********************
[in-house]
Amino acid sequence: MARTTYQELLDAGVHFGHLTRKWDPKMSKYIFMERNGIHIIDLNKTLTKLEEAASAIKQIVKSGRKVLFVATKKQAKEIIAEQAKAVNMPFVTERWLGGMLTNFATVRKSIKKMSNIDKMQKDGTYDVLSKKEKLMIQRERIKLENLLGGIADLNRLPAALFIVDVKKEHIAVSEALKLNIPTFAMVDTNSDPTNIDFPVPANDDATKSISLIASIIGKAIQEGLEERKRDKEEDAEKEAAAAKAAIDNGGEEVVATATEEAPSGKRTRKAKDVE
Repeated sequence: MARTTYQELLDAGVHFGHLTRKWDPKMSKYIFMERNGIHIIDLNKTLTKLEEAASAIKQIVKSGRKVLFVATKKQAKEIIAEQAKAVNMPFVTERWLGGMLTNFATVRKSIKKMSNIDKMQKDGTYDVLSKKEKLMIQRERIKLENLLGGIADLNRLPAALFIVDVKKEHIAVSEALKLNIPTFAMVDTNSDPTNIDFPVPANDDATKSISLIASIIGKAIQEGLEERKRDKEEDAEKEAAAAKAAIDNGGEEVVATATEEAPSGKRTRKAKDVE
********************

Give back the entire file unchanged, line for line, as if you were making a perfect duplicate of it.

[in-house]
Amino acid sequence: MARTTYQELLDAGVHFGHLTRKWDPKMSKYIFMERNGIHIIDLNKTLTKLEEAASAIKQIVKSGRKVLFVATKKQAKEIIAEQAKAVNMPFVTERWLGGMLTNFATVRKSIKKMSNIDKMQKDGTYDVLSKKEKLMIQRERIKLENLLGGIADLNRLPAALFIVDVKKEHIAVSEALKLNIPTFAMVDTNSDPTNIDFPVPANDDATKSISLIASIIGKAIQEGLEERKRDKEEDAEKEAAAAKAAIDNGGEEVVATATEEAPSGKRTRKAKDVE
Repeated sequence: MARTTYQELLDAGVHFGHLTRKWDPKMSKYIFMERNGIHIIDLNKTLTKLEEAASAIKQIVKSGRKVLFVATKKQAKEIIAEQAKAVNMPFVTERWLGGMLTNFATVRKSIKKMSNIDKMQKDGTYDVLSKKEKLMIQRERIKLENLLGGIADLNRLPAALFIVDVKKEHIAVSEALKLNIPTFAMVDTNSDPTNIDFPVPANDDATKSISLIASIIGKAIQEGLEERKRDKEEDAEKEAAAAKAAIDNGGEEVVATATEEAPSGKRTRKAKDVE